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Raising breast cancer awareness in October

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Max Davies
Max Davies
Max is a journalist for the North Central Review. He joined the paper as a cadet journalist in 2021 and graduated from La Trobe University in 2023. He takes a keen interest in motorsport and the automotive industry.

October marks Breast Cancer Awareness Month, which helps raise awareness of the disease, educate about its symptoms and prevention, and fund research into causes, treatment, and cure.

Since the campaign’s inception in 1985, rates of diagnosis have increased, while mortality rates have continued to fall.

Northern Health breast care nurse consultant Cheryl Murray said early detection was key.

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“The sooner the cancer is identified, the sooner treatment options can be explored,” she said.

Advancements in imaging and treatment mean patients receive a tailored care plan allowing them to live longer and fuller lives, with overall figures sitting at about 92 per cent life expectancy beyond five years post-diagnosis.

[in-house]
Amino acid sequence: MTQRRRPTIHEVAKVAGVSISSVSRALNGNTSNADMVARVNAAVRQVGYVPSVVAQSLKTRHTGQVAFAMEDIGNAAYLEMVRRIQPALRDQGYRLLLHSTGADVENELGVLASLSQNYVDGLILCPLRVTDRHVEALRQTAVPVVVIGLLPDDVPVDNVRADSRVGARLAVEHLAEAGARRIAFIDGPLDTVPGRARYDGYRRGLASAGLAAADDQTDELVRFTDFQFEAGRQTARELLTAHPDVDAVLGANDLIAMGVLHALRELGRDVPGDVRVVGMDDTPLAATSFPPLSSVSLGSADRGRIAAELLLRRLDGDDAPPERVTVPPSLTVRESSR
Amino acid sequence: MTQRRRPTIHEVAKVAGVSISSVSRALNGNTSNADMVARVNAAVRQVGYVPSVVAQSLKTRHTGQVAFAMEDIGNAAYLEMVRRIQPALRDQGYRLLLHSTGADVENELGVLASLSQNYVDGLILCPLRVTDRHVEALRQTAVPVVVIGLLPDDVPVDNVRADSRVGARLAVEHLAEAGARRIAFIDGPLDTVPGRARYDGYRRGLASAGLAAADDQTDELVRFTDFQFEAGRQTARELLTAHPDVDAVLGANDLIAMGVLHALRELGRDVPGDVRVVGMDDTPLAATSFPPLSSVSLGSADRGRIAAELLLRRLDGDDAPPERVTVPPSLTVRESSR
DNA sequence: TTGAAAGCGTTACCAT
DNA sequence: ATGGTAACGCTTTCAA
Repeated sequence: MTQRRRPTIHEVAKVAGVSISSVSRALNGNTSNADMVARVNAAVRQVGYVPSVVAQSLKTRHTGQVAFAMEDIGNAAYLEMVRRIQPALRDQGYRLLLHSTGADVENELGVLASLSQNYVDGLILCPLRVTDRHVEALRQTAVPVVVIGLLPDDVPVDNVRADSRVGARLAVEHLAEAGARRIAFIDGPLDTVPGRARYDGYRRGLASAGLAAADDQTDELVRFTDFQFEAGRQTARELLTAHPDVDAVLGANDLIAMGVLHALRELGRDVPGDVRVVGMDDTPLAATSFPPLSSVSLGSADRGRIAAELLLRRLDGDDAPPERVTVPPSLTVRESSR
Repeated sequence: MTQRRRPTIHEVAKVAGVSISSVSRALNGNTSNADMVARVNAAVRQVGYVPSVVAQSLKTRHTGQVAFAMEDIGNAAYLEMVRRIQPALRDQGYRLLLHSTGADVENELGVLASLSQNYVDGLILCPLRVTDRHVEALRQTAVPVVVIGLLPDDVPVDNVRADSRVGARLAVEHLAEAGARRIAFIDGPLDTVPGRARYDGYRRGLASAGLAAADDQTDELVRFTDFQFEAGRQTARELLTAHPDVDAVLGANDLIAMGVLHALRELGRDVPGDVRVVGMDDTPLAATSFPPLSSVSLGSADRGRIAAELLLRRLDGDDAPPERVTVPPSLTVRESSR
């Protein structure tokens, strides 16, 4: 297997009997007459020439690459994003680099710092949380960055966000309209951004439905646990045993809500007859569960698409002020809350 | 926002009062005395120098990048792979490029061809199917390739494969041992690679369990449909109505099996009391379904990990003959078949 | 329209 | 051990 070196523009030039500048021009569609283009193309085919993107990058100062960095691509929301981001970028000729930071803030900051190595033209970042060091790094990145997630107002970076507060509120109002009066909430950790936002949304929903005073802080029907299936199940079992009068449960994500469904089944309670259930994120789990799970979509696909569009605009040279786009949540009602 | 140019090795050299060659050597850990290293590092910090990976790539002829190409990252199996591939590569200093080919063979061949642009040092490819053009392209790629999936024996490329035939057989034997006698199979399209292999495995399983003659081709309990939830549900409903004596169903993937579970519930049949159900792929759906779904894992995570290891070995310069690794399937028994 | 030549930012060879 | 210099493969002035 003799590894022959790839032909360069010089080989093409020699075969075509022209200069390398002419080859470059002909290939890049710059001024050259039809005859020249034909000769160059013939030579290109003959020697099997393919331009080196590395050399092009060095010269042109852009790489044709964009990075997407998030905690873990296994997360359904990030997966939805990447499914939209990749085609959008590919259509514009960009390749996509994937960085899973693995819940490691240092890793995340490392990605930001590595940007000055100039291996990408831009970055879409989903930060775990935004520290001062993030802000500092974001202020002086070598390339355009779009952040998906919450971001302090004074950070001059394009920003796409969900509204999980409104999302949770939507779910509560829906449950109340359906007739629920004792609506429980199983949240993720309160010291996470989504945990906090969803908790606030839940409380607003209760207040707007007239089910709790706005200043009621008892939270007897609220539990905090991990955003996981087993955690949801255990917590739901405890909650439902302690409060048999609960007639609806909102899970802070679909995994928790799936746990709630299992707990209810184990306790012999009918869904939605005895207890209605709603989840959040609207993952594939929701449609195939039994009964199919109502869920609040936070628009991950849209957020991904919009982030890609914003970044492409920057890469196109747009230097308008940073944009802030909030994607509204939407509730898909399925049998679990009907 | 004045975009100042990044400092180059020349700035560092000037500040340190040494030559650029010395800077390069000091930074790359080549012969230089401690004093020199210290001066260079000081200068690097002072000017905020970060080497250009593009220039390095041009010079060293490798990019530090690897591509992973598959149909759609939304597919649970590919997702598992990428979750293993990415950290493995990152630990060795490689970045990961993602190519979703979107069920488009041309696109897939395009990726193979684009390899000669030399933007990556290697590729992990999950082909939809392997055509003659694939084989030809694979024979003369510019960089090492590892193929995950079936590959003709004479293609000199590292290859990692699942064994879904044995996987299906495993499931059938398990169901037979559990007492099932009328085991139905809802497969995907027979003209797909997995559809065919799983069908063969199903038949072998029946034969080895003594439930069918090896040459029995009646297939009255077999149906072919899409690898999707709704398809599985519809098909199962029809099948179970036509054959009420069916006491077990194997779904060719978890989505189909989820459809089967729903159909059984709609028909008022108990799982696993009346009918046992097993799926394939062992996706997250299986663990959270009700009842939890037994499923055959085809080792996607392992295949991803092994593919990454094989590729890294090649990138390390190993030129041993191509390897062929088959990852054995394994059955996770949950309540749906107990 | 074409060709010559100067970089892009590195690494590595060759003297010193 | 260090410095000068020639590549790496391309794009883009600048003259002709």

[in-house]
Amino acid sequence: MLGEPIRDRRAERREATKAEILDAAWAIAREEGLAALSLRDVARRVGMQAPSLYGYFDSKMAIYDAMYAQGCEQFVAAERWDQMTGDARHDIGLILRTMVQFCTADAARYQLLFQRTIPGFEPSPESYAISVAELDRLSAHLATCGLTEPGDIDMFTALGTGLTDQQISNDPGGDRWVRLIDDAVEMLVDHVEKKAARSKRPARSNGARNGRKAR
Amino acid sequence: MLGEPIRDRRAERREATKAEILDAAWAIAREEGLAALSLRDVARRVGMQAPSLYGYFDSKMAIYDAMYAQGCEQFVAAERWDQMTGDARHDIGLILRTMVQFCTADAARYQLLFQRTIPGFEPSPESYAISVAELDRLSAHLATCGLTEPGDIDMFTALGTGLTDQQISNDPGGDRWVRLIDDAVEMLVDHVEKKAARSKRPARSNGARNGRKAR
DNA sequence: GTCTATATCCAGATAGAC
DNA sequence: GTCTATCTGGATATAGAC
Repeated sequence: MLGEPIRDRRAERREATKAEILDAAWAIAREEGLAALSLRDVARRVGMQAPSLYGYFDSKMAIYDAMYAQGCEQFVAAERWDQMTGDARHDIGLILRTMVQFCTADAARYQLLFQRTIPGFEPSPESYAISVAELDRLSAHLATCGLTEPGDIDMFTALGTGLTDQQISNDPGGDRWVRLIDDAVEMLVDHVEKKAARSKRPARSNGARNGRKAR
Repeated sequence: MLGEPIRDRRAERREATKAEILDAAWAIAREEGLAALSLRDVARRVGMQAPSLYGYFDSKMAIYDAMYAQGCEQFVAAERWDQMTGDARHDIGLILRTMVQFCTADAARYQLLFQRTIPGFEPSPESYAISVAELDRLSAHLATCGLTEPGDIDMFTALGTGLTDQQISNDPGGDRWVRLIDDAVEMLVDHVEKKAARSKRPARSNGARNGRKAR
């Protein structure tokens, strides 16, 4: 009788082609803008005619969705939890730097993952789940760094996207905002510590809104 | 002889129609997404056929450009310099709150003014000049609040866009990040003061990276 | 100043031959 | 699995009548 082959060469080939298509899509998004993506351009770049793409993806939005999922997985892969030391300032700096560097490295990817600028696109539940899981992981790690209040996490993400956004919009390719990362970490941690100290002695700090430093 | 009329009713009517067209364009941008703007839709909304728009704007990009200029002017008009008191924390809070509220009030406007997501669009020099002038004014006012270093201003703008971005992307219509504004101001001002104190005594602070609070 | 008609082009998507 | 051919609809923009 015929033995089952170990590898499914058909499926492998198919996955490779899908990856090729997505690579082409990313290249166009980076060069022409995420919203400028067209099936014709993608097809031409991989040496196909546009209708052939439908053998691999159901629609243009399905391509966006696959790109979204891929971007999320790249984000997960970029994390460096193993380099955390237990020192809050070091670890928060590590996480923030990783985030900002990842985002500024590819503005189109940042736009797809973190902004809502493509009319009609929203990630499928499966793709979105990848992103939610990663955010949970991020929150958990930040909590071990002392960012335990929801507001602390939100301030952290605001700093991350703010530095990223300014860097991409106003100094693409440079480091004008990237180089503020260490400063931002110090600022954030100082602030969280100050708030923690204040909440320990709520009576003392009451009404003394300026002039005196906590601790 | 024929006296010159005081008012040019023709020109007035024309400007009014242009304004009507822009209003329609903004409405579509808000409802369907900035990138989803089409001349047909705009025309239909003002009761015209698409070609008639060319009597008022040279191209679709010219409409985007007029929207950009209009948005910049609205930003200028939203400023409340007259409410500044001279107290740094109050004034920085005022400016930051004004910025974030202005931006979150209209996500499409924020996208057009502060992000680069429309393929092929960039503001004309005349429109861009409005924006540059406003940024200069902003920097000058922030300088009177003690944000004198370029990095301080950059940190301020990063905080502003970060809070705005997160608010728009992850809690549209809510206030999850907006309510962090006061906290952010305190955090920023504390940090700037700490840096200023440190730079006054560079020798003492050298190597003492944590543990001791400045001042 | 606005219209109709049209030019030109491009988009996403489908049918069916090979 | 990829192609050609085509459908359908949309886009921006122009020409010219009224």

In 2022, the risk of a person being diagnosed with breast cancer in their lifetime was one in seven for women and one in 555 for men. About 75 per cent of new cases were diagnosed in women aged 50 and over.

“BreastScreen Australia figures show that 60 per cent of cancers detected were less than 15 millimetres in size, while only 28 per cent of cancers of the same size were found using non-screen detection methods,” Ms Murray said.

“Regular breast screening is vital, but knowing ‘your normal’ is important too. Breasts come in all different shapes and sizes, so be breast aware.”

BreastScreen Victoria provides free mammograms to women and trans and gender-diverse people with no signs or symptoms of breast cancer between the ages of 50 and 74.

BreastScreen Australia has a free screening program available for people in the 40 to 49 age bracket.

To hear more about Ms Murray and the work being done by Northern Health’s breast care team, people can tune into the latest episode of Visiting Hours, a Northern Health podcast, by visiting www.nh.org.au/media-centre/podcast-visiting-hours. It is also available wherever people listen to their podcasts.

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